February 19, 2010

Tests in the modern college -- advances from 3000 BC

While grading a pile of exams that consisted of short answers and short essays, I thought, "Is this really the most cost-effective way to do tests?" It seems so backward for a TA to skim over ink-on-paper responses in a blue book, making a subjective judgment call on every answer, writing sub-scores in the margin, and then tallying those all up mentally to arrive at their final score. I imagine that Ancient Egyptian priests could have given and scored tests this way. Have we not developed anything more innovative within the past 5000 years?

The underlying problem is that test-makers and test-takers are not buyers and sellers in a market for educational services. College students don't pay anything out-of-pocket; it's like health care where it's almost all paid for by third parties -- the government, private foundations, their parents, etc. Students therefore have zero incentive to pay attention to what they're getting and ask whether it's worth what they're plunking down for it. Rather, our system encourages them to be slackers -- i mean whatever, i'm not paying for this crap anyway. Most people don't let their cars turn to shit because they've paid for the car itself and keep making out-of-pocket payments for gas, maintenance, and so on. Stripping away the insulation that students have from the price of education would be a good start.

But it's not just the students who are protected from market forces; the teachers, too, don't have any incentive to figure out what the most cost-effective way to teach is. Tenure isn't the source of the problem, since doctors aren't tenured at hospitals but are similarly insulated from the costs of their services. Rather, because the students don't really care whether they're getting the most bang for their buck, they provide very low-quality feedback about how well the teacher is serving his customers -- some under-the-breath griping, or perhaps a negative evaluation. But because they aren't paying, they can't use the ultimate discipline of withdrawing their monetary support from a terrible teacher, spending it instead on a superior teacher who would drive the first one out of business.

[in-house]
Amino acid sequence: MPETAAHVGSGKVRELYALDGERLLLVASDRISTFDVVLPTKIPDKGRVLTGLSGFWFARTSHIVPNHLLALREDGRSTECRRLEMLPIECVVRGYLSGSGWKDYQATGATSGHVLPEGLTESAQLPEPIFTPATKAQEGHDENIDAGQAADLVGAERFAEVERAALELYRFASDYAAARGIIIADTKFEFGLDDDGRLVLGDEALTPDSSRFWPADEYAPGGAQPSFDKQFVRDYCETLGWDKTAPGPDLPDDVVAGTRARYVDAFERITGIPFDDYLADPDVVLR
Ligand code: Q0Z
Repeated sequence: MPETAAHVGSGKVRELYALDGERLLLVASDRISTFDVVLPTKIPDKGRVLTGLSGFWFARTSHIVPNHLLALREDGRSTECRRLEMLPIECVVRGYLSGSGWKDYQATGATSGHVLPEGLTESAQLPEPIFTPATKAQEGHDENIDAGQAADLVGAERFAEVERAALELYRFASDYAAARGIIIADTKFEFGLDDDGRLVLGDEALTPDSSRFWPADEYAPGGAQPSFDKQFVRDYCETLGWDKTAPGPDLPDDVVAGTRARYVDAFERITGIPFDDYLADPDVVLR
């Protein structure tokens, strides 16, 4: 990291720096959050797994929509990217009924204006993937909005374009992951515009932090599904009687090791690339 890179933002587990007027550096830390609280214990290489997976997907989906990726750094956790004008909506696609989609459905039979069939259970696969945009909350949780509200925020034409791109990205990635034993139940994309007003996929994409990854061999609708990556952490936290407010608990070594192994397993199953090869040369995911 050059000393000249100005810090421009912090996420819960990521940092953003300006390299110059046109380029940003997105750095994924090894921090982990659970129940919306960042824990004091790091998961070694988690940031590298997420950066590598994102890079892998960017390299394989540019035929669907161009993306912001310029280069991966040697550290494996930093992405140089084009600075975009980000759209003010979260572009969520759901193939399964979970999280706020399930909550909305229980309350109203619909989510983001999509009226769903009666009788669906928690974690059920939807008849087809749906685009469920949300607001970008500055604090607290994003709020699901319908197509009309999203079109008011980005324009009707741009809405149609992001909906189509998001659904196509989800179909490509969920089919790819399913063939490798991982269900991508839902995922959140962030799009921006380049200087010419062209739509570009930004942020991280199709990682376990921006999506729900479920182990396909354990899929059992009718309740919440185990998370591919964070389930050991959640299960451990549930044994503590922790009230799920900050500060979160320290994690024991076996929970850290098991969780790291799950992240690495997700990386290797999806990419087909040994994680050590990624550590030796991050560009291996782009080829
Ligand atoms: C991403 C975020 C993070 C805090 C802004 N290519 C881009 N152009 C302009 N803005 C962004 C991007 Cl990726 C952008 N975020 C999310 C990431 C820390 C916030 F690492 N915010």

It's even worse, of course, because a lot of decisions that the professor makes have huge externalities -- namely, upon the TA. Should I write an exam that's short answer or multiple choice on a scantron? Well, short answer gives a richer depth, so we'll go with that. The costs and benefits of either approach won't go to the professor but to the grader, so we expect the professor to pay no attention to discriminating between the two based on merit but rather to express their worldview about How Tests Should Be Written. It's like voting -- if your vote fucks things up, you won't pay much of the cost, so why not use your vote to tell the world something about your unique lifestyle.

My basic take from having graded lots of papers and exams over the years is that you can boil most short answer questions into a multiple choice question and use a scantron. It takes slightly longer to think up a multiple choice question compared to "Write a short answer about X," but the savings you get from time and effort in scoring the responses is immense. How costly is it to feed the damn things into their machine? Do you lose a fuller richness of the student's thoughts? In most cases, there is no richness there at all -- if you've ever graded stuff for a large intro class, you know what I mean. For the minority of cases, you do lose something, but we always have to ask if that loss is compensated for by the huge gain in simplifying the grading.